Sustaining an injury in an accident can be traumatic and can cause a significant amount of disruption to your personal, family and work life. On top of this, if the accident was caused because of somebody else’s negligence you may be facing the, often daunting, prospect of making a claim for personal injury compensation. Here is a list of important things you should, and should not, do when making a claim for personal injury compensation:
• Seek medical attention as soon as you think you may have been injured in the accident.
You may obtain medical advice from your GP and/or local Accident & Emergency Department and you can also get medical aid from your personal injury solicitors. Obtaining medical advice is important as it will not only ensure that you receive the correct treatment and/or medication for your injuries – which will avoid delaying your recovery – but it will also serve as a permanent record of the occurrence of the accident, which may be useful when you commence litigation proceedings.
• Follow any medical advice/treatment given to you.
As a person making a claim, you have a duty to mitigate your losses, i.e. keep your losses to a minimum. If you do not correctly and thoroughly follow the medical advice you receive (for example, to take the medication you have been prescribed or to attend a course of physiotherapy) you may be accused of delaying your recovery and your claim may be invalidated.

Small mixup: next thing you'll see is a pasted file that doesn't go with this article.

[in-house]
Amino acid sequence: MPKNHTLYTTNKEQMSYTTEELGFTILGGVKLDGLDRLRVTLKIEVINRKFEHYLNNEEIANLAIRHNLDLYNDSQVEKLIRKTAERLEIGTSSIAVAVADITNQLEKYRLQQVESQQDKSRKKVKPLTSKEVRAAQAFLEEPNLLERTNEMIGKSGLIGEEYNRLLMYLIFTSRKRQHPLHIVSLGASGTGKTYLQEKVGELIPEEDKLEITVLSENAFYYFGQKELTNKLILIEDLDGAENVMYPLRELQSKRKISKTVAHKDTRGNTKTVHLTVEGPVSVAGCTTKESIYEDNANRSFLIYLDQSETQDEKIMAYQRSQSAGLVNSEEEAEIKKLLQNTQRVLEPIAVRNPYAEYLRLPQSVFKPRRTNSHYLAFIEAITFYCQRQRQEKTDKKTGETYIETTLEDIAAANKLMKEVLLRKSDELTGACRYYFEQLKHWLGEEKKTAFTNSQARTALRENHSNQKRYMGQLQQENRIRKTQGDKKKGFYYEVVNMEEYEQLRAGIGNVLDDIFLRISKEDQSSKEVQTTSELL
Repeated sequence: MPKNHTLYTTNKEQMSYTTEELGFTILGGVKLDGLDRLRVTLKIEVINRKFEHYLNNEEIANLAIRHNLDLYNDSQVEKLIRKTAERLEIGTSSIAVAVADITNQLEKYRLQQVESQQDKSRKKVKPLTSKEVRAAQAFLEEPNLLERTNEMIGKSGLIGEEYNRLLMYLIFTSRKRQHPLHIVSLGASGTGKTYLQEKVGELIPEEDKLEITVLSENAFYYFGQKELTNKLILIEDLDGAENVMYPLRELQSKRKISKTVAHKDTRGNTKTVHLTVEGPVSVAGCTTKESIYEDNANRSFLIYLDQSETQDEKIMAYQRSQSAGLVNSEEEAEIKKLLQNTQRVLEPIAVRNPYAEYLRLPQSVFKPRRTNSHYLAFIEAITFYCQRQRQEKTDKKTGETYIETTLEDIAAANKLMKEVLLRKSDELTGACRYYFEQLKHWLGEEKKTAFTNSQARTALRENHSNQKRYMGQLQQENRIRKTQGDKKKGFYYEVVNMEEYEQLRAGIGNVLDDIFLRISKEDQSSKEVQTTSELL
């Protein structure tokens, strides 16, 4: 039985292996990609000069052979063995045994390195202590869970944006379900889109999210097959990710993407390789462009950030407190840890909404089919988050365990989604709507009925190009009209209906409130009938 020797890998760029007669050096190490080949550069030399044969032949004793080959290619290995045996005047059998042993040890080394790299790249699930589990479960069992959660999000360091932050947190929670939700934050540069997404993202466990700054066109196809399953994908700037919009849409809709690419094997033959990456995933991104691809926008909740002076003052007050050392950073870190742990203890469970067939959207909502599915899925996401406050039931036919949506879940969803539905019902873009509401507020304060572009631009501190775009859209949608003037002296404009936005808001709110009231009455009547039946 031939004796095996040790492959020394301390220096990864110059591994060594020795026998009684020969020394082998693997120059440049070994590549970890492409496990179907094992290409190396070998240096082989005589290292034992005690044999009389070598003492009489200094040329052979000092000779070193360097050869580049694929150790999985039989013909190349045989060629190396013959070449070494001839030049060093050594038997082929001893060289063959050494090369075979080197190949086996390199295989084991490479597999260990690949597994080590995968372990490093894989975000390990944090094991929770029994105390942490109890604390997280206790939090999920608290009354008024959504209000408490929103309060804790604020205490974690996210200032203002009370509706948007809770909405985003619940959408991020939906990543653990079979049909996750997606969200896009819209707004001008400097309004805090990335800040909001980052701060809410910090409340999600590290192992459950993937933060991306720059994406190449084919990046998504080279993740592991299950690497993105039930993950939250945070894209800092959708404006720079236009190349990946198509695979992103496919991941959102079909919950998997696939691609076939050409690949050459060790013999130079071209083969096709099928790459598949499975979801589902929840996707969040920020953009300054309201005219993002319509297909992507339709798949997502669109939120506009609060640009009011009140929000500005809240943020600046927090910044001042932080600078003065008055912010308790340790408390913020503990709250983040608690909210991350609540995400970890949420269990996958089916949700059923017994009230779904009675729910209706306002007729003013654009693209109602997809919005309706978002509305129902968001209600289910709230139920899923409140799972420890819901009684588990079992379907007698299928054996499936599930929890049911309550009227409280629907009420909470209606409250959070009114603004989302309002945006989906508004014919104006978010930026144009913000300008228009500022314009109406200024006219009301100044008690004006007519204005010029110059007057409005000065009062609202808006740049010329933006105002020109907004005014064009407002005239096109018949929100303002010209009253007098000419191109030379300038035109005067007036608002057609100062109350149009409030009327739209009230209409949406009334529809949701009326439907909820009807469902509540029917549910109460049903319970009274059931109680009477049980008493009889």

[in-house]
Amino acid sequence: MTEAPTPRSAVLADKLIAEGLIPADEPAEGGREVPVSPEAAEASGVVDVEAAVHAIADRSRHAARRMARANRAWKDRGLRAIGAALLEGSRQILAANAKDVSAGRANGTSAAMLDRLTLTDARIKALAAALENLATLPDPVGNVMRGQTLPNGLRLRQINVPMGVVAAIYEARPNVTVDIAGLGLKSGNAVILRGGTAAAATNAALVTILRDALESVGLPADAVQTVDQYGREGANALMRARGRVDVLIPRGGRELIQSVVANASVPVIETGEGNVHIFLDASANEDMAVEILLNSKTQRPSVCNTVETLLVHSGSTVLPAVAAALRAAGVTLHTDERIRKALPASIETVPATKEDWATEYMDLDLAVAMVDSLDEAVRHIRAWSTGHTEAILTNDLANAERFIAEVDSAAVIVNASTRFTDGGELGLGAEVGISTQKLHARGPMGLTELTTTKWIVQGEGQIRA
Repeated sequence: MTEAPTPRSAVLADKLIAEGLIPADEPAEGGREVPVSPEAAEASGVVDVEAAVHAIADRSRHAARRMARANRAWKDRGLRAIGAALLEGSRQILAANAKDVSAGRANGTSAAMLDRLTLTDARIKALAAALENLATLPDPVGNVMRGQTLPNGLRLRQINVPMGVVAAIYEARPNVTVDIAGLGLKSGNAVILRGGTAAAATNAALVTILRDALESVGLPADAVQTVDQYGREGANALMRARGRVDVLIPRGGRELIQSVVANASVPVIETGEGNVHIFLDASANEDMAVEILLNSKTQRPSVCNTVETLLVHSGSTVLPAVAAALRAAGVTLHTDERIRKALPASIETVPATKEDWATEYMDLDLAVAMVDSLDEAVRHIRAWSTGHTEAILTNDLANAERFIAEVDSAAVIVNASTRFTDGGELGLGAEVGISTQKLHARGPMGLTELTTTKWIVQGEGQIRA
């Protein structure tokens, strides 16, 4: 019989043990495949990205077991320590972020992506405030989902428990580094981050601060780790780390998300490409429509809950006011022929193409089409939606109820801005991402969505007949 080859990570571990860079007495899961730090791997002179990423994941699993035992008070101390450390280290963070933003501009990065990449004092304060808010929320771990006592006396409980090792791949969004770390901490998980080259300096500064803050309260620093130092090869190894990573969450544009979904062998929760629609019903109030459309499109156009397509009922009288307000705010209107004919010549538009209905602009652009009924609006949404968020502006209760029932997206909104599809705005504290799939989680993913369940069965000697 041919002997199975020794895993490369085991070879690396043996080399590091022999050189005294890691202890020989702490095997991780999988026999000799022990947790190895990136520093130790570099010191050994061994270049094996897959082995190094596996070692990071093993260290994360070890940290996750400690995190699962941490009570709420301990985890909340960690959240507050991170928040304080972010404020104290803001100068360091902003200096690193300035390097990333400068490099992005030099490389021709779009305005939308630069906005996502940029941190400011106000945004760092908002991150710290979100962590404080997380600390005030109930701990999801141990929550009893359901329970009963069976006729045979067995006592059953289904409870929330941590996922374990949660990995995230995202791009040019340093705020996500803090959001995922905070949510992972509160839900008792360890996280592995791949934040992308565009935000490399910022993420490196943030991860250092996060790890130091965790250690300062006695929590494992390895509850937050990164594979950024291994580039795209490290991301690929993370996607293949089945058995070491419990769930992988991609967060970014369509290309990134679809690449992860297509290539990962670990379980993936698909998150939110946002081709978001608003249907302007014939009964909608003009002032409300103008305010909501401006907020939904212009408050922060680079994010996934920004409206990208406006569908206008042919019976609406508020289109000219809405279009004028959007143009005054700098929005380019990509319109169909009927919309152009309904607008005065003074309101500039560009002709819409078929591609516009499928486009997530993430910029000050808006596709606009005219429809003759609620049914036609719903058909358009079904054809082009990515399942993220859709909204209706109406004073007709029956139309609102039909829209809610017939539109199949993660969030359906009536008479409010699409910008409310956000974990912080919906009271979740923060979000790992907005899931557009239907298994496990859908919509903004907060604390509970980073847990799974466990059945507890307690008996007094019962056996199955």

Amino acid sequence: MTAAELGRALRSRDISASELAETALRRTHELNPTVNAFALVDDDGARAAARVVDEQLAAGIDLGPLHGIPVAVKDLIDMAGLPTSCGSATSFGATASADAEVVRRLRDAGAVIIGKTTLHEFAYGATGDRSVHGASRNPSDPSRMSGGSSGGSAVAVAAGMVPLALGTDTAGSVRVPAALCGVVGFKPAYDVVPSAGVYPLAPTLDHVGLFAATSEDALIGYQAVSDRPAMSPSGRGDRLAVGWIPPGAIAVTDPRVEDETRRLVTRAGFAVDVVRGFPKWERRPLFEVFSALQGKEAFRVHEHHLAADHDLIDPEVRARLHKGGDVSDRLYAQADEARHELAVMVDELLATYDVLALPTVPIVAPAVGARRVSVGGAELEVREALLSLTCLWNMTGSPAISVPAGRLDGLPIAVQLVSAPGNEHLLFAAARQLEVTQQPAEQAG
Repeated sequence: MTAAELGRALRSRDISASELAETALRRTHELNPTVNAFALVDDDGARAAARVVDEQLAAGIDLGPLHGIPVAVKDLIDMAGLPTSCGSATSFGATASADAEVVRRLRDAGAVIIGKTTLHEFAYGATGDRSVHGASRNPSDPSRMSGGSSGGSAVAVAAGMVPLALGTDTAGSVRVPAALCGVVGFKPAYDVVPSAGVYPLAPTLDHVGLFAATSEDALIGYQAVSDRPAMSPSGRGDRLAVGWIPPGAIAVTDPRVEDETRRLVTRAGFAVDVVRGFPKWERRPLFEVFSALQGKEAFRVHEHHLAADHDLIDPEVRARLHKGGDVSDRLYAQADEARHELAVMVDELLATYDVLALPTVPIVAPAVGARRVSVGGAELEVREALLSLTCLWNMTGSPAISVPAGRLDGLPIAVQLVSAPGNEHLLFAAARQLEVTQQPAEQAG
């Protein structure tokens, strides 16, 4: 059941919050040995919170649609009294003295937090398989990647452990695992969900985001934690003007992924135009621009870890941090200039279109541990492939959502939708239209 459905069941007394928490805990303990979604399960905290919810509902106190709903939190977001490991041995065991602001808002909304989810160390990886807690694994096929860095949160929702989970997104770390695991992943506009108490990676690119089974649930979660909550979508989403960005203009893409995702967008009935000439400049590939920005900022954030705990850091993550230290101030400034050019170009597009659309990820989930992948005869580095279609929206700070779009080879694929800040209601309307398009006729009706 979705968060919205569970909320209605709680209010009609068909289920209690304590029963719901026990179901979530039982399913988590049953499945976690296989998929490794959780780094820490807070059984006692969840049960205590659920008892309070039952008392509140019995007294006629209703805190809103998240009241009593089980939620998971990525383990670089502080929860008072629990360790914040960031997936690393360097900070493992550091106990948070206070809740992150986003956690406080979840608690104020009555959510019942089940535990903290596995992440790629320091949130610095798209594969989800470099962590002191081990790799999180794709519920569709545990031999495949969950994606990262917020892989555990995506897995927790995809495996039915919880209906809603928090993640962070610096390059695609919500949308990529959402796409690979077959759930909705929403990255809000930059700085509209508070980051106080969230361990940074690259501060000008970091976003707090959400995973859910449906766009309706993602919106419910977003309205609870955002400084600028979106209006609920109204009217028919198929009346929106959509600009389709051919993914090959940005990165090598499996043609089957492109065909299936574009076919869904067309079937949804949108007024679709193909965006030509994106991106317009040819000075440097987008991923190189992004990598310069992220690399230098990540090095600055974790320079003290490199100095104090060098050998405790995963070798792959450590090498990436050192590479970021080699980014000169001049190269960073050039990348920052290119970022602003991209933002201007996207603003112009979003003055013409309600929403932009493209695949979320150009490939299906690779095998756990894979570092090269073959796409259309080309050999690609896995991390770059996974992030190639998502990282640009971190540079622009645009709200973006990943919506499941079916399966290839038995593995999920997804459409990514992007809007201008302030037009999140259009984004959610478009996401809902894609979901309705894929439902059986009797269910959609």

• Act quickly.
There are strict time limits in personal injury cases and if you do not make a claim within those time limits you may be prevented in law from making a claim at all. Adults who have been injured as a result of somebody else’s negligence have three years from the date of the accident in which to make a claim (in the case of injured children, the three year time limit start to run from the date of their 18th birthday).
• Keep records.
As well as claiming compensation for the pain and suffering you have sustained, you may also claim for out-of-pocket expenses (i.e. lost earnings, travelling expenses and prescription charges) but it is important that you keep payslips, receipts and invoices to substantiate these losses).
• Feel obliged to instruct the solicitor nominated by your insurance company.
You have a right to choose any solicitor you choose and are not legally required to nominate the solicitors instructed by your insurance company.
• Feel pressured into accepting the first offer made by the third party insurers.
The third party insurers will want to settle your claim for as little as possible. It is important to wait until your injuries have fully resolved, or until a firm prognosis is in place, before negotiating settlement of your case so that your claim can be accurately valued.